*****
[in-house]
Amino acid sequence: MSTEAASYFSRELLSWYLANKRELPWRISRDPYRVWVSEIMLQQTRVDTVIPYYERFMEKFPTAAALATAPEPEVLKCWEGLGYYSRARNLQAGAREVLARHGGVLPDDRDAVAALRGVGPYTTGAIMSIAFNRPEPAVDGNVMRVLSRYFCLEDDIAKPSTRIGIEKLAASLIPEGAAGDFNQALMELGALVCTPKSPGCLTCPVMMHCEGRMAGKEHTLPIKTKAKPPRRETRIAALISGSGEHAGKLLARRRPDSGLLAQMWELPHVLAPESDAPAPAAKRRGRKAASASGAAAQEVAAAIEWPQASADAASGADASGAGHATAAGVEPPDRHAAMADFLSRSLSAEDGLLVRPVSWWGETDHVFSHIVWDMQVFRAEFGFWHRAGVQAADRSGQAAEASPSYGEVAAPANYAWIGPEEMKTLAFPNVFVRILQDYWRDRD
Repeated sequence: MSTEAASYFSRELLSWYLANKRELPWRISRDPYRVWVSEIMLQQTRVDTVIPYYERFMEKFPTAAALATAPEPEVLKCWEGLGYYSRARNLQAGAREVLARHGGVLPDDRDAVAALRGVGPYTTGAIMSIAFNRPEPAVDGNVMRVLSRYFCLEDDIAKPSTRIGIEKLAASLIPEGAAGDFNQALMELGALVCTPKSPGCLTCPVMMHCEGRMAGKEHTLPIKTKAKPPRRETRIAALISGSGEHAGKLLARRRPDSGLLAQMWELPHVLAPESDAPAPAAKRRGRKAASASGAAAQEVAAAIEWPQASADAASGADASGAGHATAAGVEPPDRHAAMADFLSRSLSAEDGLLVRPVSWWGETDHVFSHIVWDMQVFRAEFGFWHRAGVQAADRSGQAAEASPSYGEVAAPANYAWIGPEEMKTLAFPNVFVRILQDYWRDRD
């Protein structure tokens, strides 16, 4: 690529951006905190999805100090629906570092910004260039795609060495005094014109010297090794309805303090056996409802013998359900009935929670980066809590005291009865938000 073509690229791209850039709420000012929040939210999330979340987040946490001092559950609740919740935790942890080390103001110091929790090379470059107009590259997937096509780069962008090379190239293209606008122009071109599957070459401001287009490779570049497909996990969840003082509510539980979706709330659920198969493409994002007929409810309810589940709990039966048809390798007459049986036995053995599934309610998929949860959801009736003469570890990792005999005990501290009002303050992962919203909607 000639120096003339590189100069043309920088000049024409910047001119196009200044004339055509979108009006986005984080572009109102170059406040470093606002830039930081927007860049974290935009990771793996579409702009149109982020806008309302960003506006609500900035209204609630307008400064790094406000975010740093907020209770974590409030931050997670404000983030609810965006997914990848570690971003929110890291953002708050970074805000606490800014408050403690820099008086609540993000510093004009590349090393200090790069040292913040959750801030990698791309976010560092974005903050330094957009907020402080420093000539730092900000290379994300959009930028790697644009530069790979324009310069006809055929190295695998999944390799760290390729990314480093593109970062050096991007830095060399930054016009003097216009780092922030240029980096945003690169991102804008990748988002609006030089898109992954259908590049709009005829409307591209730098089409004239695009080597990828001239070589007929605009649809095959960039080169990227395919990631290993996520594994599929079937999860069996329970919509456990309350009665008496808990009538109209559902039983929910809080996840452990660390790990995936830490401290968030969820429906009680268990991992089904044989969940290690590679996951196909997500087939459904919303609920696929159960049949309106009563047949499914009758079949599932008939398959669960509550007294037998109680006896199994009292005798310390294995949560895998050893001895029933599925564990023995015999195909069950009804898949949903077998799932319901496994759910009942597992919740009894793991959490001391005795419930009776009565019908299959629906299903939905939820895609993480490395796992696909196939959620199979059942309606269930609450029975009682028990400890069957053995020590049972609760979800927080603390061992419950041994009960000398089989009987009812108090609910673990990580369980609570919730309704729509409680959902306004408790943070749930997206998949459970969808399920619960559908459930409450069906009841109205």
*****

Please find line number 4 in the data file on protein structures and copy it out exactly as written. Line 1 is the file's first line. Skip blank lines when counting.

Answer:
């Protein structure tokens, strides 16, 4: 690529951006905190999805100090629906570092910004260039795609060495005094014109010297090794309805303090056996409802013998359900009935929670980066809590005291009865938000 073509690229791209850039709420000012929040939210999330979340987040946490001092559950609740919740935790942890080390103001110091929790090379470059107009590259997937096509780069962008090379190239293209606008122009071109599957070459401001287009490779570049497909996990969840003082509510539980979706709330659920198969493409994002007929409810309810589940709990039966048809390798007459049986036995053995599934309610998929949860959801009736003469570890990792005999005990501290009002303050992962919203909607 000639120096003339590189100069043309920088000049024409910047001119196009200044004339055509979108009006986005984080572009109102170059406040470093606002830039930081927007860049974290935009990771793996579409702009149109982020806008309302960003506006609500900035209204609630307008400064790094406000975010740093907020209770974590409030931050997670404000983030609810965006997914990848570690971003929110890291953002708050970074805000606490800014408050403690820099008086609540993000510093004009590349090393200090790069040292913040959750801030990698791309976010560092974005903050330094957009907020402080420093000539730092900000290379994300959009930028790697644009530069790979324009310069006809055929190295695998999944390799760290390729990314480093593109970062050096991007830095060399930054016009003097216009780092922030240029980096945003690169991102804008990748988002609006030089898109992954259908590049709009005829409307591209730098089409004239695009080597990828001239070589007929605009649809095959960039080169990227395919990631290993996520594994599929079937999860069996329970919509456990309350009665008496808990009538109209559902039983929910809080996840452990660390790990995936830490401290968030969820429906009680268990991992089904044989969940290690590679996951196909997500087939459904919303609920696929159960049949309106009563047949499914009758079949599932008939398959669960509550007294037998109680006896199994009292005798310390294995949560895998050893001895029933599925564990023995015999195909069950009804898949949903077998799932319901496994759910009942597992919740009894793991959490001391005795419930009776009565019908299959629906299903939905939820895609993480490395796992696909196939959620199979059942309606269930609450029975009682028990400890069957053995020590049972609760979800927080603390061992419950041994009960000398089989009987009812108090609910673990990580369980609570919730309704729509409680959902306004408790943070749930997206998949459970969808399920619960559908459930409450069906009841109205």